PR in a pandemic: Why candour in PR has never been more important

PR in a pandemic

As a profession, PR hasn’t always had the greatest reputation. The irony of that truth has always driven us to be challengers of that position.

Every piece of work we do for our clients is founded on candour.

We don’t do ‘spit and polish’ style PR and will challenge any project brief that asks for spin. To get results, we believe that creativity and strategy must be grounded in fact and authenticity.

In a world of ‘post-truth’ and fake news, it is helpful to remember that the world’s first code of ethics for PR (penned in 1929 by Basil Clarke, the founder of the UK’s first PR agency), said that PR:

“must look true and it must look complete and candid or its ‘credit’ is gone.”

Clarity, fairness, truth

And here we find ourselves, almost a century on, amidst a global pandemic. This new world demands clarity, fairness and truth from organisations and businesses more than ever.

At Analogy we have been busy advising our clients on if, how and when they should communicate. We have supported our clients to be even more responsive than ever, as the shifting sands around us increase the demand for clear, precise and timely communication.

Here in the south west of England, we have (so far) escaped the worst of the pandemic. But our clients’ customers and communities still need information to know how to keep safe. This applies whether they are prospective home buyers visiting Sherford, Devon’s new town, or whether they are ‘eating out to help out’ at Plymouth’s Royal William Yard.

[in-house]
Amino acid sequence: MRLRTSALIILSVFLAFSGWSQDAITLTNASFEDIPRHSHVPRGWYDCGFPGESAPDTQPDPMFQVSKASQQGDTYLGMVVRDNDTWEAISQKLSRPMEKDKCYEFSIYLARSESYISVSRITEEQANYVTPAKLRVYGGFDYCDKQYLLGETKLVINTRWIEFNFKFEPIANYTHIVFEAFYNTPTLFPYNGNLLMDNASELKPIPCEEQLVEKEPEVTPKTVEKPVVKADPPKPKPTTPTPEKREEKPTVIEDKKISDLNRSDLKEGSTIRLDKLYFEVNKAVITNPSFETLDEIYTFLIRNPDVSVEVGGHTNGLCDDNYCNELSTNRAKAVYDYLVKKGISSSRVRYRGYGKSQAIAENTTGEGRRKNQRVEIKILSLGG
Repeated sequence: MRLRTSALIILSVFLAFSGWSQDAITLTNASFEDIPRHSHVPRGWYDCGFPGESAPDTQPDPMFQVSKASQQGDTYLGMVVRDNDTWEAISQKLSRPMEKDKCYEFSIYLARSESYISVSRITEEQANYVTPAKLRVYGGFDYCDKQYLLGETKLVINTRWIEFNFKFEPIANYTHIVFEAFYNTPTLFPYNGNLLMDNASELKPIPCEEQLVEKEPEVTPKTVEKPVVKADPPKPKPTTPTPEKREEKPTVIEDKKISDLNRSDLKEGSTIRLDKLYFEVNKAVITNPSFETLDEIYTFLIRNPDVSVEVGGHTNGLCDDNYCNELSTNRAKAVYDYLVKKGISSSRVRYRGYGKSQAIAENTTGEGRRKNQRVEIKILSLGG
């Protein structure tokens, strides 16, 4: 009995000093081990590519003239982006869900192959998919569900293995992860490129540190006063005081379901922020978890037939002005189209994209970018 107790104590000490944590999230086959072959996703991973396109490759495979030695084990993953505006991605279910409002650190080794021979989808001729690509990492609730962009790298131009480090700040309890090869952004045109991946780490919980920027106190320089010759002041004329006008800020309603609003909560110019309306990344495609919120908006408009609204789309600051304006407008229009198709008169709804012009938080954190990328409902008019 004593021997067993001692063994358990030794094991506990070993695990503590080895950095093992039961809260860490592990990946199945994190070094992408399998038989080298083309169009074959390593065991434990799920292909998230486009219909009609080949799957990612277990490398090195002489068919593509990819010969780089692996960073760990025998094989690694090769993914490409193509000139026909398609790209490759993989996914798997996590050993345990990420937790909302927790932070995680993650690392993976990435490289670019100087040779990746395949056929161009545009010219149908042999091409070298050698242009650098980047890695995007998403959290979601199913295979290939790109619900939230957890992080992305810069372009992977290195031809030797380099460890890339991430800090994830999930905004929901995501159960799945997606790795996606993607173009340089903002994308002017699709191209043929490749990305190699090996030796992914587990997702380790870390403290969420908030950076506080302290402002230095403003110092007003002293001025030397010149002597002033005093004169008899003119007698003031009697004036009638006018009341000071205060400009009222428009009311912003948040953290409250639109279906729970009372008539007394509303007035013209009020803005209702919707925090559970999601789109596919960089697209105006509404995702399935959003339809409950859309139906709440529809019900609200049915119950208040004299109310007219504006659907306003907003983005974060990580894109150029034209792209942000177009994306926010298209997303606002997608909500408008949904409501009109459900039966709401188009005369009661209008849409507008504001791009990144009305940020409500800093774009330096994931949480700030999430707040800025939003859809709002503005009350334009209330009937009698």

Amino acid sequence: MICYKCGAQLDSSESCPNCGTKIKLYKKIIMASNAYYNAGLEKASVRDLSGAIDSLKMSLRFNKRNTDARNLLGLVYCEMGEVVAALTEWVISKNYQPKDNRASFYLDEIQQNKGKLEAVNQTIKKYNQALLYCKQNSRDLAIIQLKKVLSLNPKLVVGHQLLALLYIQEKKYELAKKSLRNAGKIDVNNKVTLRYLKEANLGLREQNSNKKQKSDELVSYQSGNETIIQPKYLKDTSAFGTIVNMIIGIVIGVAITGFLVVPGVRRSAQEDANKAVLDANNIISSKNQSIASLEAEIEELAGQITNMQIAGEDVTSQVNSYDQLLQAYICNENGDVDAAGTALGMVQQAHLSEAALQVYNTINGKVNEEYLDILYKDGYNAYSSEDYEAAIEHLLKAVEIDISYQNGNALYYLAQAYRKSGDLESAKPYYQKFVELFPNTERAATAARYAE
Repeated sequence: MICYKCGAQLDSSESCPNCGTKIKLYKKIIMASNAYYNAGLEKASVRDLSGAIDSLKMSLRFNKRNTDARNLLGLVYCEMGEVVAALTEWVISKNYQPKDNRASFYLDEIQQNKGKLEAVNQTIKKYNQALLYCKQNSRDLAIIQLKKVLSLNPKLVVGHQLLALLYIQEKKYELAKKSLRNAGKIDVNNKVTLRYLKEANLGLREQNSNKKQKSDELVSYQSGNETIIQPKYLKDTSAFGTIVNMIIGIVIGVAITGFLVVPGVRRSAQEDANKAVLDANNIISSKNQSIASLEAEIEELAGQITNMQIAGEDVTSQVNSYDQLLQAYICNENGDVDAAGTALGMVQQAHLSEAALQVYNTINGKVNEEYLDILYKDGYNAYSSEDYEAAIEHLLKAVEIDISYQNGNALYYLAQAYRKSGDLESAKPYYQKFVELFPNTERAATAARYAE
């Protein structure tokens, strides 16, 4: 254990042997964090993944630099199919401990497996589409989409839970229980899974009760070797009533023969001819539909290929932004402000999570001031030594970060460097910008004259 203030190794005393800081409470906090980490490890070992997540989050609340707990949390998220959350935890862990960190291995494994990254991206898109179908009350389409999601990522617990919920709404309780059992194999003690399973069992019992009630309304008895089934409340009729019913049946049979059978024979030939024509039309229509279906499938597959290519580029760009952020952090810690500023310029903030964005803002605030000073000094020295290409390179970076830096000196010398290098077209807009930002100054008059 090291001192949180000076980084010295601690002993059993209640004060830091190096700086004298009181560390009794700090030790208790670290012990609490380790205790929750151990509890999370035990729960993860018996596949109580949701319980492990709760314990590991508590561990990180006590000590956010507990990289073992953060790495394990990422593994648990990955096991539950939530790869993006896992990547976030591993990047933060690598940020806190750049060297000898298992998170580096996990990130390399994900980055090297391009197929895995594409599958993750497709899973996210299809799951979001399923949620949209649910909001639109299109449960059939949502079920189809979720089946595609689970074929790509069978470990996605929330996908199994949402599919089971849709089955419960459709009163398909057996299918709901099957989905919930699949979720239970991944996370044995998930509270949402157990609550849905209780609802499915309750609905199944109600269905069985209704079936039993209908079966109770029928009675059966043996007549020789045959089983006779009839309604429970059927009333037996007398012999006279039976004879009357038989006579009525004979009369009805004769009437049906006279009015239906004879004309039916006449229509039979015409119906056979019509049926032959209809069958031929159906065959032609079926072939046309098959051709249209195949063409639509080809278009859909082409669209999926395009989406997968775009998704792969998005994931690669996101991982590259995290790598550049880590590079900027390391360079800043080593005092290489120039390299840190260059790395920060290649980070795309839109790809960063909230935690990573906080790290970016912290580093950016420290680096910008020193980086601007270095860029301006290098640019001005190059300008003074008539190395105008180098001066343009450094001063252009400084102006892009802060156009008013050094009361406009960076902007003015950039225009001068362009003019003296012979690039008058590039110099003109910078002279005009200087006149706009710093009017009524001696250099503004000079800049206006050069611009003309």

Our clients span many sectors, but the principles of good communication are the same.

During the pandemic, our roles in community engagement and media relations have seen us consistently asking the same questions.

Is this relevant?

Is it useful?

Is it complete?

Is it clear?

Is it timely?

Candour equals trust

Looking around the news headlines, social media and marketing content that brands and public bodies have instigated during the pandemic, it is interesting to analyse which have been open, honest and frank in their communications, and which have not. The impact on trust and goodwill is palpable.

Advising our own clients has meant ensuring messages are consistently empathy-led and straightforward. Sometimes this means being candid with clients to get the tone right, at a time when even the most well-intentioned tweet or press comment could slip into ‘tone deaf’ territory.

Candour builds genuine trust. With our clients and their stakeholders alike.

What we will never do is simply tell clients what they want to hear.

In an industry that is addicted to saying ‘yes’, that might seem like a risky approach, but if we’re not willing to take risks, and be candid, to get results, doesn’t that say something?

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